This is the fourth and penultimate post in my series on nouns.
Collective nouns general rules.
The main things to be careful about when using collective nouns are; whether to use singular or plural verbs and which collocation you should choose to accompany the nouns.
What is a collective noun?
It is a noun that refers to a group of people or things. Examples are:
army, family, team, press, flock, committee, group
Singular or plural:
Generally speaking collective nouns can be used in the singular or plural (grammatically it is a singular noun but in our mind’s eye we perceive a group).
- The family are coming to dinner next week.
- The army are planning a new offensive.
- The finance committee meet once a month.
- A flock of geese is flying over the lake.
A large number of proper nouns also fall into the collective noun type: the United Nations, the BBC, the Air Force, Parliament, Ford, Coca Cola etc..
- Note, however, that in American English the plural form is often considered incorrect and the singular form preferred.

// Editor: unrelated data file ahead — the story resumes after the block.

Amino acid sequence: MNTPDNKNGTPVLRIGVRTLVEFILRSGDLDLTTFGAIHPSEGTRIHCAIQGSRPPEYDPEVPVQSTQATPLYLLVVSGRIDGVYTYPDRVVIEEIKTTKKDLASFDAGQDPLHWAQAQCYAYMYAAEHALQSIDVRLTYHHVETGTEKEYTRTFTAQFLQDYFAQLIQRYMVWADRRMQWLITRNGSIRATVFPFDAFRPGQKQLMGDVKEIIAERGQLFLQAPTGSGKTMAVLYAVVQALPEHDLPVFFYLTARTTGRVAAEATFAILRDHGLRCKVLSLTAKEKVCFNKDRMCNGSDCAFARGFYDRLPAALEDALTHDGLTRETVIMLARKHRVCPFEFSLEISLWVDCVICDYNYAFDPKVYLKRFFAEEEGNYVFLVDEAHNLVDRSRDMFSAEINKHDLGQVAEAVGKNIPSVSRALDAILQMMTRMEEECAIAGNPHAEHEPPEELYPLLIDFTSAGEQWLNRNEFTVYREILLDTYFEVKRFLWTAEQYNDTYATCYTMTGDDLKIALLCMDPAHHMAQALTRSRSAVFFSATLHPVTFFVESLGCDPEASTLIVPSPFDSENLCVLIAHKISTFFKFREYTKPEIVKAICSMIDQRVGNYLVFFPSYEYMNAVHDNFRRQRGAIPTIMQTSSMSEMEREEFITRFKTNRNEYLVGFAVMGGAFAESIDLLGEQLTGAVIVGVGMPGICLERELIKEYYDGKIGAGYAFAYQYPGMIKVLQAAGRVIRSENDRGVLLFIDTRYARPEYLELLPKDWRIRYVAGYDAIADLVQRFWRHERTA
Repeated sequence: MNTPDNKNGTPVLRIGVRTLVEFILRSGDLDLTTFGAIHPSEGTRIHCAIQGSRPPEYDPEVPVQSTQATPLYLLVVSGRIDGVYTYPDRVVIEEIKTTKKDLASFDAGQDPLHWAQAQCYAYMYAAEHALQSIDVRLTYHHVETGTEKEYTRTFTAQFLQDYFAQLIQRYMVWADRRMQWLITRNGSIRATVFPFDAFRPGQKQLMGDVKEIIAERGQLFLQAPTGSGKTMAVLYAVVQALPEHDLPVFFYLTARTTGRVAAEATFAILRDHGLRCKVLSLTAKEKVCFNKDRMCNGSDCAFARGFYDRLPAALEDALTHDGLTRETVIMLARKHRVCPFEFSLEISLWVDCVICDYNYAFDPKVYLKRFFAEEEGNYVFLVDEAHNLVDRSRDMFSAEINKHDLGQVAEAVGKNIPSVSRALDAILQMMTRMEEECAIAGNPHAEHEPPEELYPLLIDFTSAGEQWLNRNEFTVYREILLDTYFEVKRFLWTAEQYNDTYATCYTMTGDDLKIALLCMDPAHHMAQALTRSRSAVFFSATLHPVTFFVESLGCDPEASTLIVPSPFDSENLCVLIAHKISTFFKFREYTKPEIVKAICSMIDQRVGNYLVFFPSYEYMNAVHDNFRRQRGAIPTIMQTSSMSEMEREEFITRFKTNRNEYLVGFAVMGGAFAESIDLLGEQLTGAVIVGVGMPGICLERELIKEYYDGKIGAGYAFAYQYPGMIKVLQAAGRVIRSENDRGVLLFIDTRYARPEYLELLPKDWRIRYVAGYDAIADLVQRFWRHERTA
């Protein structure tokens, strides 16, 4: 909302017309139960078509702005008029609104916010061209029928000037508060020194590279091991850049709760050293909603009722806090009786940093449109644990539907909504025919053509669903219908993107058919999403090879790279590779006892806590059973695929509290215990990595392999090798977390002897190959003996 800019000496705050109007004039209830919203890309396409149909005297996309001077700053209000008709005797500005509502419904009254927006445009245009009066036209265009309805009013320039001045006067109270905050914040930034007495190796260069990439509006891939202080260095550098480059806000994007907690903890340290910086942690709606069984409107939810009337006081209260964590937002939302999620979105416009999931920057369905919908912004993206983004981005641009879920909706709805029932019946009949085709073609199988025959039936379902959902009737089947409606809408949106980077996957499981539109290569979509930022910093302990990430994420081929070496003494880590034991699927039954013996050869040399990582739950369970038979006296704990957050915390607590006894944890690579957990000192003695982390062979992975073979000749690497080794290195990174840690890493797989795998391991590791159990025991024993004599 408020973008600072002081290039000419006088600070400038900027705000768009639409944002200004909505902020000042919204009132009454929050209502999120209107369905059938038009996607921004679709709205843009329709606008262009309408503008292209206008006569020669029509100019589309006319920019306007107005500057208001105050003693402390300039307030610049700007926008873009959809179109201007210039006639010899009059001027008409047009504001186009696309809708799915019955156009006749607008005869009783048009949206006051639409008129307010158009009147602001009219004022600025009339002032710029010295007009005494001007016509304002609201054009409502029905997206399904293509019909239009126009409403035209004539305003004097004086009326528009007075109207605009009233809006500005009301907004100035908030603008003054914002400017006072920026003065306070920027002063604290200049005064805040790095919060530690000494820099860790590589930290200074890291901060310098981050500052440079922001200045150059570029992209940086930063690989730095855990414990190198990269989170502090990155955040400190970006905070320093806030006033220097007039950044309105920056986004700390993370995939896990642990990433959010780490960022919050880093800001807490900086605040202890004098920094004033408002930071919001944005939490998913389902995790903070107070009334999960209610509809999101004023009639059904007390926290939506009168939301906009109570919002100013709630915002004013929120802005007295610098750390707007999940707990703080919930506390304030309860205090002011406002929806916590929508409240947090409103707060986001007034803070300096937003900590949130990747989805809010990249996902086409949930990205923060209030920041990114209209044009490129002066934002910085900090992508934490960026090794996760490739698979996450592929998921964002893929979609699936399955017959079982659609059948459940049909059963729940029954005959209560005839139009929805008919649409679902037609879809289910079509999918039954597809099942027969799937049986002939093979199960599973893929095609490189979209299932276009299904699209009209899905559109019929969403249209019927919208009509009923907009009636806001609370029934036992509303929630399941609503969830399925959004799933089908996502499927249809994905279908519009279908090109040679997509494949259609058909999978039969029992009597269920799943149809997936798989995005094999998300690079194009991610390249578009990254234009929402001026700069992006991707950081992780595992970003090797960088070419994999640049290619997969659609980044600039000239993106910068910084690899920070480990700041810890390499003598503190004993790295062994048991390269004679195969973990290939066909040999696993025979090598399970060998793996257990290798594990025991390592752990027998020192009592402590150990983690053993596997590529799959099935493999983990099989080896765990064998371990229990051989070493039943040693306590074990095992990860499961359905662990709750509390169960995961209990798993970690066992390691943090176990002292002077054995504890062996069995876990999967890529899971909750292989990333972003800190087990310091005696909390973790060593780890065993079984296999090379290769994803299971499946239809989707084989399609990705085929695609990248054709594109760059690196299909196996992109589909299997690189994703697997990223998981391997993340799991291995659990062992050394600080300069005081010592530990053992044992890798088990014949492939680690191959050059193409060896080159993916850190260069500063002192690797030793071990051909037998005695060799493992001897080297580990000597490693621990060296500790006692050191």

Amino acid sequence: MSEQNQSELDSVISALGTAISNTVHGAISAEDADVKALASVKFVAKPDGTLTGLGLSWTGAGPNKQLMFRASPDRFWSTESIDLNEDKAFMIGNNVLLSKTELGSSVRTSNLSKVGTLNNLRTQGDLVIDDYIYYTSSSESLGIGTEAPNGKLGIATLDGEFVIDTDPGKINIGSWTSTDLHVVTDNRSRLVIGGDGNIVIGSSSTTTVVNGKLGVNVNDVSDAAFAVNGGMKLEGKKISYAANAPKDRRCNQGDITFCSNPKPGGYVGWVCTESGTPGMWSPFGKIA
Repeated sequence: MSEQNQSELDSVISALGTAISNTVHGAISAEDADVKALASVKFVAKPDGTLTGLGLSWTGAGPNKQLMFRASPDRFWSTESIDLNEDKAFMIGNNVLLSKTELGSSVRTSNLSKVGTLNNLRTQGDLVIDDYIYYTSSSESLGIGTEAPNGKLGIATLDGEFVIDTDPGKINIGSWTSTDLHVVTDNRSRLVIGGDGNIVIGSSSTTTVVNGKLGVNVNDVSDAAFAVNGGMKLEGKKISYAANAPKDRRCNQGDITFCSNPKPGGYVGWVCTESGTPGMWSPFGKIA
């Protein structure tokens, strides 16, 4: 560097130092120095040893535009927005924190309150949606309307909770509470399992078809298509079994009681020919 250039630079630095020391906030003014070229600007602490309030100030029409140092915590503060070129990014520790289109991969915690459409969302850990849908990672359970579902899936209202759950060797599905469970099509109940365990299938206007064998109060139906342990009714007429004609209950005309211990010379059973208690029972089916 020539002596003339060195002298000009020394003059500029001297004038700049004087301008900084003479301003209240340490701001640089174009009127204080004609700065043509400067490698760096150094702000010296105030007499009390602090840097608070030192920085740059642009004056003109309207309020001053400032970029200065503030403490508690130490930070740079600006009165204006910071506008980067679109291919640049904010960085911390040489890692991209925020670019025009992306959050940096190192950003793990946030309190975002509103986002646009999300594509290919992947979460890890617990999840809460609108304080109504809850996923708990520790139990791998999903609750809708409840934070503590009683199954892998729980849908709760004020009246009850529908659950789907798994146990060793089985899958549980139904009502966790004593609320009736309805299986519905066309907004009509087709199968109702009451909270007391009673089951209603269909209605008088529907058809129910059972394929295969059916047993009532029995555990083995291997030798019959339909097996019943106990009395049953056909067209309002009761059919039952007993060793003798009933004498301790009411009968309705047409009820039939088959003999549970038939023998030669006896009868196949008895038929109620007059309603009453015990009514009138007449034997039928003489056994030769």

- We also tend to use a singular verb if the collective noun is used with the indefinite article a/an rather than the definite. A team of accountants has been appointed to oversee the project.
- Some collective nouns always take the plural form: police, people
- Some only take the singular: press, public
Collective nouns cannot be used with numbers:
- We cannot say Four staff have been made redundant – rather – Four members of staff have been made redundant.
Choosing the correct collocation
Now comes the fun bit!
- a pride of lions
- a host of angels
- a swarm of bees
- a clutch of eggs
The list goes on and on and even native speakers get into competitions about who know the most obscure ones (especially for animals).
These collocations (see my post on collocation in general) are mostly associated with certain groups collective nouns, most especially
- a pack of wolves, a flock of birds, a shoal/school of fish, a herd of cows
- a bunch of daffodils, a clump of trees, a bouquet of flowers
- a battery of tests, a batch of cakes, a set of books, a group of friends
Bunch of, group of and set of are the most commonly used and can be attached to a variety of nouns.
So, how to choose which one? Again it is something to study and remember. Choose a group (the animal collocations can be fun) and try out a few.
For noun collocation in general try this exercise from Gapfillers.
Next time – Proper nouns!